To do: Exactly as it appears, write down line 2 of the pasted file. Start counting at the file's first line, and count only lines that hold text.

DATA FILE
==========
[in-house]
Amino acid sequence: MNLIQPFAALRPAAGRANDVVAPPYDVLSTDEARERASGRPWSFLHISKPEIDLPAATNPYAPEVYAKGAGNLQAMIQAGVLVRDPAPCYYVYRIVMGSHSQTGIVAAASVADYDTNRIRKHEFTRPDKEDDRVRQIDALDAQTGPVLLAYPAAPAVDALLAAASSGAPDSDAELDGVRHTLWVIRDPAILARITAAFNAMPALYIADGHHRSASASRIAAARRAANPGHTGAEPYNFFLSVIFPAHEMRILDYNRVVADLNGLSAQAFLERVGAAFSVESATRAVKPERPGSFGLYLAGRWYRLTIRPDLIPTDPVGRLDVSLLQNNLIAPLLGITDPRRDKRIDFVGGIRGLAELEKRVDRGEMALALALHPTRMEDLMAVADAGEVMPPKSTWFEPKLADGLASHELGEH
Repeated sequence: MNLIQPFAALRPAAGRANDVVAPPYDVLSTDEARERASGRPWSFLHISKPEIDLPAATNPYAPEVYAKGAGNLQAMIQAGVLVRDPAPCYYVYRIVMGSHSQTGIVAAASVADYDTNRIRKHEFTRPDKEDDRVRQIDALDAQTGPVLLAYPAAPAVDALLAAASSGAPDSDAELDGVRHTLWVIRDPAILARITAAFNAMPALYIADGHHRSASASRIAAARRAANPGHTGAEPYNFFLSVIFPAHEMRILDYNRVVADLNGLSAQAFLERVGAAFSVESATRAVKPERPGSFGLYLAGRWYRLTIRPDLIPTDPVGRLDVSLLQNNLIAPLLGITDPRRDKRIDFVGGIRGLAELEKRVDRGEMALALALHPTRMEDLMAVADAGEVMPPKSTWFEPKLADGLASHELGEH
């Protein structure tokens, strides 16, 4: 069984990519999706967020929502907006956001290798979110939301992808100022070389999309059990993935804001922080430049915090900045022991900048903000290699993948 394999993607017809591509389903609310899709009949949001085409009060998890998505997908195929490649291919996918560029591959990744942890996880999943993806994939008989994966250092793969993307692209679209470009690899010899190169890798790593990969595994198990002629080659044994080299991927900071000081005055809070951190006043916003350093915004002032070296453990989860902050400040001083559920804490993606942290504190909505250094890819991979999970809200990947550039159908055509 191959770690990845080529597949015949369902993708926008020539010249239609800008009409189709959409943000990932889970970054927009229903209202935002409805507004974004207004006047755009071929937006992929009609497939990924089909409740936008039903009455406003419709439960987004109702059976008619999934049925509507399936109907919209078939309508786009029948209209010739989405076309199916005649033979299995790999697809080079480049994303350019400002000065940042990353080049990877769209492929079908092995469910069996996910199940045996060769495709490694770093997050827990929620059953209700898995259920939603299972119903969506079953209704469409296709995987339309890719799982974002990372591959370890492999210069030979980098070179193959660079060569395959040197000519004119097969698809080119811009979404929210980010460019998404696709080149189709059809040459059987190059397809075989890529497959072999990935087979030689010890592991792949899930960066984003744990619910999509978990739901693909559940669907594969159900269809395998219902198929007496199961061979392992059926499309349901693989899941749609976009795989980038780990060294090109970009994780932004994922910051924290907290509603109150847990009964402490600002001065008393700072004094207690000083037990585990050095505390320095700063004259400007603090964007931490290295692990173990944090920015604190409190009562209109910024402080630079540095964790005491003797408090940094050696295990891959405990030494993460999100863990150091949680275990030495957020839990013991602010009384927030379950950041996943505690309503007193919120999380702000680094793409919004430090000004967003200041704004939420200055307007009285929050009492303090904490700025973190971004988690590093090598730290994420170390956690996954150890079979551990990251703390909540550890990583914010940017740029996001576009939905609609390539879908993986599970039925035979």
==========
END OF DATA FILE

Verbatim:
Amino acid sequence: MNLIQPFAALRPAAGRANDVVAPPYDVLSTDEARERASGRPWSFLHISKPEIDLPAATNPYAPEVYAKGAGNLQAMIQAGVLVRDPAPCYYVYRIVMGSHSQTGIVAAASVADYDTNRIRKHEFTRPDKEDDRVRQIDALDAQTGPVLLAYPAAPAVDALLAAASSGAPDSDAELDGVRHTLWVIRDPAILARITAAFNAMPALYIADGHHRSASASRIAAARRAANPGHTGAEPYNFFLSVIFPAHEMRILDYNRVVADLNGLSAQAFLERVGAAFSVESATRAVKPERPGSFGLYLAGRWYRLTIRPDLIPTDPVGRLDVSLLQNNLIAPLLGITDPRRDKRIDFVGGIRGLAELEKRVDRGEMALALALHPTRMEDLMAVADAGEVMPPKSTWFEPKLADGLASHELGEH